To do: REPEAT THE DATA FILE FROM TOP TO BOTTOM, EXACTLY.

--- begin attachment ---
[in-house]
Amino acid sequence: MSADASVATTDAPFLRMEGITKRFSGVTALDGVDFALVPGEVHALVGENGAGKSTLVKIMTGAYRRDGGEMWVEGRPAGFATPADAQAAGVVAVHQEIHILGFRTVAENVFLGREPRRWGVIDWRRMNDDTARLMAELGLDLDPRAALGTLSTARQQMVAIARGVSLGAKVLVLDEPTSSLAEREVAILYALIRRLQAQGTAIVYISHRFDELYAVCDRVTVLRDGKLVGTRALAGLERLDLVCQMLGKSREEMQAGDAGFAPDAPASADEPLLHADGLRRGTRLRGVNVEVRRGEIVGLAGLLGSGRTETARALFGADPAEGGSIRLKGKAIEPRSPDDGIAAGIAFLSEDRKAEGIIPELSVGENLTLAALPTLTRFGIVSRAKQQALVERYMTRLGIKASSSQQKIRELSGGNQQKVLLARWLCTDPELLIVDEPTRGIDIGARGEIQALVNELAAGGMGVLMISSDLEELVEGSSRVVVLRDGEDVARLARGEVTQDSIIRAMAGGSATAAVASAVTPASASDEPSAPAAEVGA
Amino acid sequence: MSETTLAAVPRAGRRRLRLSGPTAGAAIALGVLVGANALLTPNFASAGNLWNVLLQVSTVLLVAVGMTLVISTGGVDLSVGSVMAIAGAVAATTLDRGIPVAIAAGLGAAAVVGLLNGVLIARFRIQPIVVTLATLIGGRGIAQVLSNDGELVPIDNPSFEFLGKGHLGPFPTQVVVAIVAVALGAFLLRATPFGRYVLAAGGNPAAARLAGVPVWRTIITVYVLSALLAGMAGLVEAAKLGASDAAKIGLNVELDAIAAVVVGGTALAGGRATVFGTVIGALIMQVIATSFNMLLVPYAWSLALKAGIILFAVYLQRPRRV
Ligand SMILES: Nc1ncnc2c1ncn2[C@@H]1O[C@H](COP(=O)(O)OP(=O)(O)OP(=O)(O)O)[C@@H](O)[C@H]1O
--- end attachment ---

[in-house]
Amino acid sequence: MSADASVATTDAPFLRMEGITKRFSGVTALDGVDFALVPGEVHALVGENGAGKSTLVKIMTGAYRRDGGEMWVEGRPAGFATPADAQAAGVVAVHQEIHILGFRTVAENVFLGREPRRWGVIDWRRMNDDTARLMAELGLDLDPRAALGTLSTARQQMVAIARGVSLGAKVLVLDEPTSSLAEREVAILYALIRRLQAQGTAIVYISHRFDELYAVCDRVTVLRDGKLVGTRALAGLERLDLVCQMLGKSREEMQAGDAGFAPDAPASADEPLLHADGLRRGTRLRGVNVEVRRGEIVGLAGLLGSGRTETARALFGADPAEGGSIRLKGKAIEPRSPDDGIAAGIAFLSEDRKAEGIIPELSVGENLTLAALPTLTRFGIVSRAKQQALVERYMTRLGIKASSSQQKIRELSGGNQQKVLLARWLCTDPELLIVDEPTRGIDIGARGEIQALVNELAAGGMGVLMISSDLEELVEGSSRVVVLRDGEDVARLARGEVTQDSIIRAMAGGSATAAVASAVTPASASDEPSAPAAEVGA
Amino acid sequence: MSETTLAAVPRAGRRRLRLSGPTAGAAIALGVLVGANALLTPNFASAGNLWNVLLQVSTVLLVAVGMTLVISTGGVDLSVGSVMAIAGAVAATTLDRGIPVAIAAGLGAAAVVGLLNGVLIARFRIQPIVVTLATLIGGRGIAQVLSNDGELVPIDNPSFEFLGKGHLGPFPTQVVVAIVAVALGAFLLRATPFGRYVLAAGGNPAAARLAGVPVWRTIITVYVLSALLAGMAGLVEAAKLGASDAAKIGLNVELDAIAAVVVGGTALAGGRATVFGTVIGALIMQVIATSFNMLLVPYAWSLALKAGIILFAVYLQRPRRV
Ligand SMILES: Nc1ncnc2c1ncn2[C@@H]1O[C@H](COP(=O)(O)OP(=O)(O)OP(=O)(O)O)[C@@H](O)[C@H]1O